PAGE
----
RARE_Nobel_Prize_in_Chemistry_Sidney_Altman_Hand_Written_Letter_Dated_1995_COA_01_ifm

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RARE Nobel Prize in Chemistry Sidney Altman Hand Written Letter Dated 1995 COA

RARE Nobel Prize in Chemistry Sidney Altman Hand Written Letter Dated 1995 COA
RARE Nobel Prize in Chemistry Sidney Altman Hand Written Letter Dated 1995 COA

RARE Nobel Prize in Chemistry Sidney Altman Hand Written Letter Dated 1995 COA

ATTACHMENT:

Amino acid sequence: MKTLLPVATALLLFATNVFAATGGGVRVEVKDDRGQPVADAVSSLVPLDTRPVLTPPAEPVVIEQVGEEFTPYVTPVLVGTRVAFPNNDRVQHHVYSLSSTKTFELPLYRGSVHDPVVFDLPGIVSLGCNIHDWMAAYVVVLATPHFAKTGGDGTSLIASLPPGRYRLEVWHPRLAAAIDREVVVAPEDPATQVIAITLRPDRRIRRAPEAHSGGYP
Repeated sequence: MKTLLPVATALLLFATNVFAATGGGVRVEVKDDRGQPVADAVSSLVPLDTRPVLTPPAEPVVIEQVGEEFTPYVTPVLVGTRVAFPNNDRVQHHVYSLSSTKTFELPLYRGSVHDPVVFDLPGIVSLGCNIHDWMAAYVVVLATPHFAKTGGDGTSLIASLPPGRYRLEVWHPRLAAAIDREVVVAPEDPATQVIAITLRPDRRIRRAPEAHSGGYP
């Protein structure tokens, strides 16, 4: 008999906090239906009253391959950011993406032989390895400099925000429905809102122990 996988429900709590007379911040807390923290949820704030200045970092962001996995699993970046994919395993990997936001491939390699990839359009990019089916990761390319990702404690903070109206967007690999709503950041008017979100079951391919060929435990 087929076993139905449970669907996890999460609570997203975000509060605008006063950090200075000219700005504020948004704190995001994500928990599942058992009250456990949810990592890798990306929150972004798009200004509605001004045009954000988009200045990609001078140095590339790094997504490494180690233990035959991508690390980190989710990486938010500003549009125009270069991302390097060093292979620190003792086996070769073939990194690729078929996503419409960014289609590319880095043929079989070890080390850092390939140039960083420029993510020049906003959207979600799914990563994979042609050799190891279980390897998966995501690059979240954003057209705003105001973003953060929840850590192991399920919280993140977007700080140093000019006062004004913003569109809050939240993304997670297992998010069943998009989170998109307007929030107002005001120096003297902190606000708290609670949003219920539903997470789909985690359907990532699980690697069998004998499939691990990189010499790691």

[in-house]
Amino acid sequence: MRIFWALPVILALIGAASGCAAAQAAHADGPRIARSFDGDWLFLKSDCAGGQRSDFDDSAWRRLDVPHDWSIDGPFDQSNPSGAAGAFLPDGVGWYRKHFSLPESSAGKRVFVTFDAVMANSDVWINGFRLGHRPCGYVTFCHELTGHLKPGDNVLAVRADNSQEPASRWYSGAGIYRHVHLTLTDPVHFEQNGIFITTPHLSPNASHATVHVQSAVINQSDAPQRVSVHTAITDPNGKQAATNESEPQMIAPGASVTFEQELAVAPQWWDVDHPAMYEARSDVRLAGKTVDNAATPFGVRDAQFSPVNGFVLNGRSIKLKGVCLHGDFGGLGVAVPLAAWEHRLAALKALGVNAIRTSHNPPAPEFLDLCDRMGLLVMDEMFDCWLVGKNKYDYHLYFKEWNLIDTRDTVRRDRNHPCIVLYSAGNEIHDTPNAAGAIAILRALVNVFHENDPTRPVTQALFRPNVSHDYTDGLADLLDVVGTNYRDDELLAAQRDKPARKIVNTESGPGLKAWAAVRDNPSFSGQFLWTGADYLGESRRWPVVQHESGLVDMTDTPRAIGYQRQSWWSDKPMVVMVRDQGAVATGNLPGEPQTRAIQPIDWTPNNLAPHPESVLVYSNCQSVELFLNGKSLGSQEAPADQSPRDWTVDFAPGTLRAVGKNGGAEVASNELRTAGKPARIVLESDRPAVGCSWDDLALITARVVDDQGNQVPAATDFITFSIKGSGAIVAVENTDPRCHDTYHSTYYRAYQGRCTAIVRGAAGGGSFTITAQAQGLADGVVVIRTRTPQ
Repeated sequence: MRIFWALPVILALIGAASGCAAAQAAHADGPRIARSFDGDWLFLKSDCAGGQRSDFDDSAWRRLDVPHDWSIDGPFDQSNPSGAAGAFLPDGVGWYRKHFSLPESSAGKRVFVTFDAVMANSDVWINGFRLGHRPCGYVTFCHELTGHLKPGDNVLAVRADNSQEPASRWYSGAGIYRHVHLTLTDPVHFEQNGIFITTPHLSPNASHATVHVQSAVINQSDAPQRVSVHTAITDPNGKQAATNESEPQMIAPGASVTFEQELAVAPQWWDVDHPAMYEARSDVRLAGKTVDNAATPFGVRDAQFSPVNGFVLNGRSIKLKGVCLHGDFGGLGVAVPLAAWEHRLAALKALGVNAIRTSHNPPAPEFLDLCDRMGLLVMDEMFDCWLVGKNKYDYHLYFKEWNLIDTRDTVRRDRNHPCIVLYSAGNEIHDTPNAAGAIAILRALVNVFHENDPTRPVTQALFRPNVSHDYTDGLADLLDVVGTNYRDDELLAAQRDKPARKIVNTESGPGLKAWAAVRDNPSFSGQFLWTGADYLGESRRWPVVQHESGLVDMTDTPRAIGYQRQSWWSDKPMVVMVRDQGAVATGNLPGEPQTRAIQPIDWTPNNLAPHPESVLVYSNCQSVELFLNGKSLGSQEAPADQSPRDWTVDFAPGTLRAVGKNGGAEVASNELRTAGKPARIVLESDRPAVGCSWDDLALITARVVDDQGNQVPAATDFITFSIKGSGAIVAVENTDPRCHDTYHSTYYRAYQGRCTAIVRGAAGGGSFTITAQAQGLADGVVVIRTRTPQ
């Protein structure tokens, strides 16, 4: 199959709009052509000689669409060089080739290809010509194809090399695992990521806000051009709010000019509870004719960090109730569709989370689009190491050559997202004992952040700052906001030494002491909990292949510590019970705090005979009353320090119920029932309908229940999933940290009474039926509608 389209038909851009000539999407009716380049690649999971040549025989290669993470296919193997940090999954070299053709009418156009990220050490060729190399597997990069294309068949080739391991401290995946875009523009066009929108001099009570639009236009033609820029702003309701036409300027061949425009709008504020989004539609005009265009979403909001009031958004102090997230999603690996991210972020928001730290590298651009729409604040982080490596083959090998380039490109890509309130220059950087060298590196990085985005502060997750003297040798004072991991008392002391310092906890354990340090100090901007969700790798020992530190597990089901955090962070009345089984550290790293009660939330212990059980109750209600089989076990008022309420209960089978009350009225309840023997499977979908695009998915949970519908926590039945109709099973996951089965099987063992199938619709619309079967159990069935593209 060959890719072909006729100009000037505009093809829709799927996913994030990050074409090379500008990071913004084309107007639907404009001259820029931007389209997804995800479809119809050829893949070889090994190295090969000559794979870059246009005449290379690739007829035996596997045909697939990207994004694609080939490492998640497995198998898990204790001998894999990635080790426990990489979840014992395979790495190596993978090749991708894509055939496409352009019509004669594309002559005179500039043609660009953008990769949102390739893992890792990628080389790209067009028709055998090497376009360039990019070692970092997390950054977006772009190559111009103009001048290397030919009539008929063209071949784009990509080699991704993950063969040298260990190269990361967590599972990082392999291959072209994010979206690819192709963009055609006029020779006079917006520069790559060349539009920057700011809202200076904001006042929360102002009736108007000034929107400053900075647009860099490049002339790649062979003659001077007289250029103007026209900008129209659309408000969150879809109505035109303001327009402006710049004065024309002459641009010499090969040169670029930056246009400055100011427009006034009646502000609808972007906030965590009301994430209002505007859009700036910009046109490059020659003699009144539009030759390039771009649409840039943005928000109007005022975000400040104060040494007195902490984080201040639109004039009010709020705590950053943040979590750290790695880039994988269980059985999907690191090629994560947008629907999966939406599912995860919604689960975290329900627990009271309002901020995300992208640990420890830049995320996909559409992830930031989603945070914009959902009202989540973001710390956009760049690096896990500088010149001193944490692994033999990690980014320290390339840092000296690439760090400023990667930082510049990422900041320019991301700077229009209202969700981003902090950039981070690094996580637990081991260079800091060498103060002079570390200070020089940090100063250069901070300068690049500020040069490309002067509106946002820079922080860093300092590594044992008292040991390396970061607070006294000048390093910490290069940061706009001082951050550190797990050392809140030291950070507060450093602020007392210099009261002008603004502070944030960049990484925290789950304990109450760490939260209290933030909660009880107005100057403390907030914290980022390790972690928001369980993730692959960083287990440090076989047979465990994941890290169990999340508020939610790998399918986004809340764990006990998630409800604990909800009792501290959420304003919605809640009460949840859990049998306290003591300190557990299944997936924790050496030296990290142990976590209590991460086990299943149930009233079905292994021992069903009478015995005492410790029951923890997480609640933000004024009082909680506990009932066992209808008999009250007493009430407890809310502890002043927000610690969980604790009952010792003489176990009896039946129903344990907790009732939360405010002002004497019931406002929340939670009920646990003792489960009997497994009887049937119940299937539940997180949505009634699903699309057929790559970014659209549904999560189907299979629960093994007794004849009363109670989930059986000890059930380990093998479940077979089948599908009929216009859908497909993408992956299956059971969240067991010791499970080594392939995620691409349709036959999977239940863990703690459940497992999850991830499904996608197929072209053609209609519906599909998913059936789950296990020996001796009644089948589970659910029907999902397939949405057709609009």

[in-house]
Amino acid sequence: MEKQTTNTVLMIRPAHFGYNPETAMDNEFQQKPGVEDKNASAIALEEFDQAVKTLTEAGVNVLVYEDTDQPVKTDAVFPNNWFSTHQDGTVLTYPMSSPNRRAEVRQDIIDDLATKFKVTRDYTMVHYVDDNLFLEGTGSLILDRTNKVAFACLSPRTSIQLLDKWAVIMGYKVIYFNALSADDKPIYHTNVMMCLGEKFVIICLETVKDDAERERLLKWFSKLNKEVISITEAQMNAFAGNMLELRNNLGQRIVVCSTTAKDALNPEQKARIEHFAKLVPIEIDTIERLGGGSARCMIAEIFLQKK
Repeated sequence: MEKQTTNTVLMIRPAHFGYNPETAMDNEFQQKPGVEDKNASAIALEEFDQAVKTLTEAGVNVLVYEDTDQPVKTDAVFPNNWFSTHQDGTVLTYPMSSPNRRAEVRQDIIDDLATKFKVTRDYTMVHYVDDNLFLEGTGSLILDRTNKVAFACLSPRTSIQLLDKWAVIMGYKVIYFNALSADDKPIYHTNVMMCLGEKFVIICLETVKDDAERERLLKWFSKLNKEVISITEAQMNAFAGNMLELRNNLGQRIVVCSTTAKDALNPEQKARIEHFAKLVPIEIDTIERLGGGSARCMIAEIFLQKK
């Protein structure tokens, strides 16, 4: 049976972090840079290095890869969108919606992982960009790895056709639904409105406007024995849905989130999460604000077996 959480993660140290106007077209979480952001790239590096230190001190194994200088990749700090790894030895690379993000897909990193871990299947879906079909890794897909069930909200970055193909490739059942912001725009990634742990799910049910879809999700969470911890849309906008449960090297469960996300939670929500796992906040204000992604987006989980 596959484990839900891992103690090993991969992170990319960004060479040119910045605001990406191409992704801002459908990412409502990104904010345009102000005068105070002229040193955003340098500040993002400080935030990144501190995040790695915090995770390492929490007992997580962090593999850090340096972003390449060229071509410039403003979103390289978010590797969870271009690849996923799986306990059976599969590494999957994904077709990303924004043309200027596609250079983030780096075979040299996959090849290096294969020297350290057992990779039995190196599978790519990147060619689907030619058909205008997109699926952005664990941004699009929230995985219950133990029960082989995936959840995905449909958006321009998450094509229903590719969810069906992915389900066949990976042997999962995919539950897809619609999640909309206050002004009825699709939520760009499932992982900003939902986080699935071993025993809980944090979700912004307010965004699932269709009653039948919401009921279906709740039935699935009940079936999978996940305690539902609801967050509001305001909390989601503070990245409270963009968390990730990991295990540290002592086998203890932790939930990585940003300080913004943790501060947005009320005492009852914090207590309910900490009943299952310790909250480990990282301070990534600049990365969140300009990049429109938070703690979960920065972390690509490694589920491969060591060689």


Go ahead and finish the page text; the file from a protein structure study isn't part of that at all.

This item is certified authentic by Todd Mueller and comes with their Certificate of Authenticity. (born May 7, 1939) is a. Of Molecular, Cellular, and Developmental Biology and Chemistry at. In 1989 he shared the. Nobel Prize in Chemistry. For their work on the catalytic properties of. Altman was born on May 7, 1939, in. His parents, Ray (Arlin), a textile worker, and Victor Altman, a grocer. Each coming from Eastern Europe as a young adult, in the 1920s. Altman’s mother was from. Altman’s father, born in. Had been a worker on a. In the Soviet Union. He was sponsored to come to Canada as a farm worker, but later, as a husband and a father of two sons, he supported the family by running a small grocery store in Montreal. Sidney Altman was later to look back on his parents’ lives as an illustration of the value of the work ethic: It was from them I learned that hard work in stable surroundings could yield rewards, even if only in infinitesimally small increments. As Altman reached adulthood, the family’s financial situation had become secure enough that he was able to pursue a college education. He went to the United States to study physics at the. Massachusetts Institute of Technology. While at MIT, he was a member of the ice hockey team. After achieving his bachelor’s degree from MIT in 1960, Altman spent 18 months as a graduate student in physics at. Due to personal concerns and the lack of opportunity for beginning graduate students to participate in laboratory work, he left the program without completing the degree. Some months later, he enrolled as a graduate student in biophysics at the. University of Colorado Medical Center. His project was a study of the effects of. On the replication of. He received his Ph. In biophysics from the. In 1967 with thesis advisor. Lerman went in 1967 to. Where Altman worked briefly as a researcher in molecular biology before leaving for Harvard. Altman was married to Ann M. They are the parents of two children, Daniel and Leah. Having lived primarily in the United States since departing Montreal to attend MIT in 1958, Altman became a U. Citizen in 1984, maintaining dual citizenship as a Canadian citizen as well. After receiving his Ph. Altman embarked upon the first of two research fellowships. To study a DNA. Involved in the replication and recombination of T4 DNA. Laboratory of Molecular Biology. In Cambridge, England, Altman started the work that led to the discovery of. And the enzymatic properties of the RNA subunit of that enzyme. As well as several postdoctoral colleagues, provided Altman with very good advice that enabled him to test his ideas. The discovery of the first radiochemically pure precursor to a. Molecule enabled me to get a job as an assistant professor at Yale University in 1971, a difficult time to get any job at all. Altman’s career at Yale followed a standard academic pattern with promotion through the ranks until he became Professor in 1980. He was Chairman of his department from 1983 to 1985 and in 1985 became the Dean of Yale College for four years. His doctoral students include. While at Yale, Altman’s Nobel Prize work came with the analysis of the catalytic properties of the. Particle consisting of both a structural RNA molecule and one in. Originally, it was believed that, in the bacterial RNase P complex, the protein subunit was responsible for the catalytic activity of the complex, which is involved in the maturation of tRNAs. During experiments in which the complex was reconstituted in test tubes, Altman and his group discovered that the RNA component, in isolation, was sufficient for the observed catalytic activity of the. Indicating that the RNA itself had catalytic properties, which was the discovery that earned him the Nobel Prize. Although the RNase P complex also exists in eukaryotic organisms, his later work revealed that in those organisms, the protein subunits of the complex are essential to the catalytic activity, in contrast to the bacterial RNase P. The item “RARE Nobel Prize in Chemistry Sidney Altman Hand Written Letter Dated 1995 COA” is in sale since Sunday, June 2, 2019. This item is in the category “Collectibles\Autographs\Science, Inventor”. The seller is “historicsellsmemorabilia” and is located in Fort Lauderdale, Florida. 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RARE Nobel Prize in Chemistry Sidney Altman Hand Written Letter Dated 1995 COA